Maintaining differentials15 February 2022

Image: Joe/

Putting new life into old drive axles. By Richard Simpson

Drive axles on modern heavy vehicles are not particularly maintenance-intensive. In fact, the drive axles on most road-going trucks will last the life of the vehicle with only occasional periodic maintenance. Drive axles on tippers and other vehicles used in harsh service may require a bit more attention, but advances in transmission technology and lubrication quality have both served to extend the life of this essential component.

It’s a different story in the bus industry though, where the high capital cost of vehicles and restricted export markets tend to extend vehicle life with the first user way beyond the point where major components require overhaul or replacement.

Usually – and this is a tribute to the quality of the components used – it is general wear rather than the sudden failure of an individual component that necessitates axle repair.

Given that running a freshly replaced pinion against one that has worn is likely to cause accelerated wear to both, it is wise to take the opportunity to strip and inspect the entire assembly and replace all wearing components, and this makes refurbishment preferable to a repair.

A refurbished unit is also more economical than replacement with a new assembly, given that the vehicle itself is unlikely to be in the first flush of youth. Most major bus operators look for an exchange or replacement service, rather than attempting the work in-house.

Many of the big bus fleets use the services of Powertrain Products, of Willenhall in the West Midlands, which has a business history dating back to the 1970s. About 80-90% of the axles handled by the company are now bus components, “because buses live longer than trucks,” proprietor David Etherington explains.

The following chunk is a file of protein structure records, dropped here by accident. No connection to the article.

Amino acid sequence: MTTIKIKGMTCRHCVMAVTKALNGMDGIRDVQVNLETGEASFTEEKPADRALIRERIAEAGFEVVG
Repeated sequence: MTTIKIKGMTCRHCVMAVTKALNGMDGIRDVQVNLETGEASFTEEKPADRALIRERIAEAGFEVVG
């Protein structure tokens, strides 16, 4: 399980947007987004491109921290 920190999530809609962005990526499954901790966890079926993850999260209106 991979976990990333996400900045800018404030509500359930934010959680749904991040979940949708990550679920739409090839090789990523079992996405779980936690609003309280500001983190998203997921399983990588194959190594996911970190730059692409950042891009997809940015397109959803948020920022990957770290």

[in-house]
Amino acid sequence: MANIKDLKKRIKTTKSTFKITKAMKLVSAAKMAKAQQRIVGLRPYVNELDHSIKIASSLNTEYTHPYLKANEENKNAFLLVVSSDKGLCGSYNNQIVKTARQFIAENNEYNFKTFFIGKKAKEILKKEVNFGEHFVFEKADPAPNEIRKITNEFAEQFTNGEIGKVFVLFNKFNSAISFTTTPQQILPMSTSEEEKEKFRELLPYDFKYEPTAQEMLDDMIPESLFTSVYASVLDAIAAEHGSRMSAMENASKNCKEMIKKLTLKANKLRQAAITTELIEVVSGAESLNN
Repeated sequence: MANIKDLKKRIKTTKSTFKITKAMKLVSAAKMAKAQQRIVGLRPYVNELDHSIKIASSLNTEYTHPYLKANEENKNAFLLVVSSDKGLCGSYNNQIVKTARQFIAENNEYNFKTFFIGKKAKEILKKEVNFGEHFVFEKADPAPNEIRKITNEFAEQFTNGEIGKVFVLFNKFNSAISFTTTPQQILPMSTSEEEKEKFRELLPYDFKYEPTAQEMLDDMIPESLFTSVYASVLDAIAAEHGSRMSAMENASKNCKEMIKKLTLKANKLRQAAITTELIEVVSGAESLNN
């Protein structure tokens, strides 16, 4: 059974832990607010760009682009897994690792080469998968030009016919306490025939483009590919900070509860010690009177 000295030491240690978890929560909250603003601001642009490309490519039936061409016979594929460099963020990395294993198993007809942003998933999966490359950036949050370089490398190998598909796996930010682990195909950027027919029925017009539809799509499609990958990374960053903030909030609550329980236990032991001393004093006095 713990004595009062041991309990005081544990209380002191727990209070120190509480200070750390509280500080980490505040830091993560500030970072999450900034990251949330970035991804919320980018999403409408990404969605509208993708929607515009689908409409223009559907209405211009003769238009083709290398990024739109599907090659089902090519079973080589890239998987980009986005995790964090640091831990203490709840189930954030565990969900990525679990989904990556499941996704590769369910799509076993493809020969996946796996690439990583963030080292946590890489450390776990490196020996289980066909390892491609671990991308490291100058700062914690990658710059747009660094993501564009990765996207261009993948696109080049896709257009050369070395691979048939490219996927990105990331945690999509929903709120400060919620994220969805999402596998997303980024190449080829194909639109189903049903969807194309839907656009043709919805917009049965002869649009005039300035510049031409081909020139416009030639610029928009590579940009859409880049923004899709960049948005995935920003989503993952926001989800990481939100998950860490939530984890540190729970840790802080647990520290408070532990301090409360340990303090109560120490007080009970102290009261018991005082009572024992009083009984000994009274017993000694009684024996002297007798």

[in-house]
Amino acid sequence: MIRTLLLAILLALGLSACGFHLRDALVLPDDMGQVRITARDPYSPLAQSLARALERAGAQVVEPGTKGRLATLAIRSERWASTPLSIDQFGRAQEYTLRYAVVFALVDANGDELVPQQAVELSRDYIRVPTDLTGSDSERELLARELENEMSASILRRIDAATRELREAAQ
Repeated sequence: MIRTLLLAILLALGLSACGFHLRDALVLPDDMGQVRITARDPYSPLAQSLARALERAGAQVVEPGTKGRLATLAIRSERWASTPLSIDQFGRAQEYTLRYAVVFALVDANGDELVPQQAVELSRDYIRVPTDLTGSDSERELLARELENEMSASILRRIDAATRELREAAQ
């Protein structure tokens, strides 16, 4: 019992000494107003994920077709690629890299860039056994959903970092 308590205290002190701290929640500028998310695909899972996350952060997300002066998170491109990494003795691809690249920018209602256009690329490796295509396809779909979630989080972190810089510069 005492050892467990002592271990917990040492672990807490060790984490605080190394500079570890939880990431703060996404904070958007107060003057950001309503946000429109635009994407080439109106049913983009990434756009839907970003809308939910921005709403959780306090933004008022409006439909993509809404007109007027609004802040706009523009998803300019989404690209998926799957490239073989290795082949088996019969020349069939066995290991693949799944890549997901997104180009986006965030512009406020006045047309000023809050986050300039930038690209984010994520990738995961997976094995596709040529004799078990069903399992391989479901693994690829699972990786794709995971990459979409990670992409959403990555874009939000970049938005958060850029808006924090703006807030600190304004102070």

He started the business in the fall-out of Leyland’s takeover of luxury car manufacturer Jaguar as part of BMC. Jaguar owned truck and bus manufacturer Guy, and there was no room for Guy in the already crowded Leyland portfolio of commercial vehicle brands, so it was the end of the road for the factory in Fallings Park, Wolverhampton, although it was claimed to be one of the few profitable parts of the Leyland empire.

“As a former Guy man, I took the decision to leave my then job at Leyland and set up as a parts and service specialist for Guy as, with no new product to sell, the franchised dealers were all packing it in.”

The business bought up inventory from retiring dealers which was used to support legacy operators, and soon diversified into providing transmission services for Leyland vehicles, too. Moving with the times, in 1981, the company became a service partner for ZF, and the German company’s axles are stocked alongside Eaton, Kirkstall, Rockwell, Meritor, Dana, Scania and Volvo units. Additionally, the company is a service partner for Allison Transmission.


Etherington has seen more than his fair share of failed axles over the years, but apart from general wear and tear, what’s the main cause of failure?

“Water!” he asserts. Water can enter the differential bowl if breathers are broken or mis-routed. Axle tubes sometimes suffer stress cracks under the spring saddles. “Oil won’t come out of them, but water will get in.”

Over-vigorous chassis washing can also cause problems. Axle oil seals are designed to close under internal pressure, making it possible for a high-pressure external water jet to penetrate them.